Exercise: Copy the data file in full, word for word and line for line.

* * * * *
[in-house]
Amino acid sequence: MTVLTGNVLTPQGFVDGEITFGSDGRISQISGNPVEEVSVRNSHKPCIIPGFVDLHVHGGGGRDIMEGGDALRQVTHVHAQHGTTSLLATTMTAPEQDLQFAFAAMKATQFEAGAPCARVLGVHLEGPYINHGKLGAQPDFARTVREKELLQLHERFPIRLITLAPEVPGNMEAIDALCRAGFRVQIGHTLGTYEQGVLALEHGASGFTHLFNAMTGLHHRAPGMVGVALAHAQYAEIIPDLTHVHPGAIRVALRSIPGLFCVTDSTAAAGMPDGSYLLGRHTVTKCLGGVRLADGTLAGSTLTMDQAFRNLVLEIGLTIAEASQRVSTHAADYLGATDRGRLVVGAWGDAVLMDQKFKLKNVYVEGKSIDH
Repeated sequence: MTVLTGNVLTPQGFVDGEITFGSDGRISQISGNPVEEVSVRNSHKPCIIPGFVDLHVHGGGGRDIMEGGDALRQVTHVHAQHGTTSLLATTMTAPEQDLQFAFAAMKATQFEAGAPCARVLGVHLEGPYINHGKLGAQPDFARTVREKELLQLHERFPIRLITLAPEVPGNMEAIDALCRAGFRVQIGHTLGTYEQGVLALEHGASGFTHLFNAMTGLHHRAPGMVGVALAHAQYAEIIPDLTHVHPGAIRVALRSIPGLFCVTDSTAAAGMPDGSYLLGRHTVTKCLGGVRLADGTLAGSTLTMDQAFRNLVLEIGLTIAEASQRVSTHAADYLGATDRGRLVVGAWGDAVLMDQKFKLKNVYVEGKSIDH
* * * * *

[in-house]
Amino acid sequence: MTVLTGNVLTPQGFVDGEITFGSDGRISQISGNPVEEVSVRNSHKPCIIPGFVDLHVHGGGGRDIMEGGDALRQVTHVHAQHGTTSLLATTMTAPEQDLQFAFAAMKATQFEAGAPCARVLGVHLEGPYINHGKLGAQPDFARTVREKELLQLHERFPIRLITLAPEVPGNMEAIDALCRAGFRVQIGHTLGTYEQGVLALEHGASGFTHLFNAMTGLHHRAPGMVGVALAHAQYAEIIPDLTHVHPGAIRVALRSIPGLFCVTDSTAAAGMPDGSYLLGRHTVTKCLGGVRLADGTLAGSTLTMDQAFRNLVLEIGLTIAEASQRVSTHAADYLGATDRGRLVVGAWGDAVLMDQKFKLKNVYVEGKSIDH
Repeated sequence: MTVLTGNVLTPQGFVDGEITFGSDGRISQISGNPVEEVSVRNSHKPCIIPGFVDLHVHGGGGRDIMEGGDALRQVTHVHAQHGTTSLLATTMTAPEQDLQFAFAAMKATQFEAGAPCARVLGVHLEGPYINHGKLGAQPDFARTVREKELLQLHERFPIRLITLAPEVPGNMEAIDALCRAGFRVQIGHTLGTYEQGVLALEHGASGFTHLFNAMTGLHHRAPGMVGVALAHAQYAEIIPDLTHVHPGAIRVALRSIPGLFCVTDSTAAAGMPDGSYLLGRHTVTKCLGGVRLADGTLAGSTLTMDQAFRNLVLEIGLTIAEASQRVSTHAADYLGATDRGRLVVGAWGDAVLMDQKFKLKNVYVEGKSIDH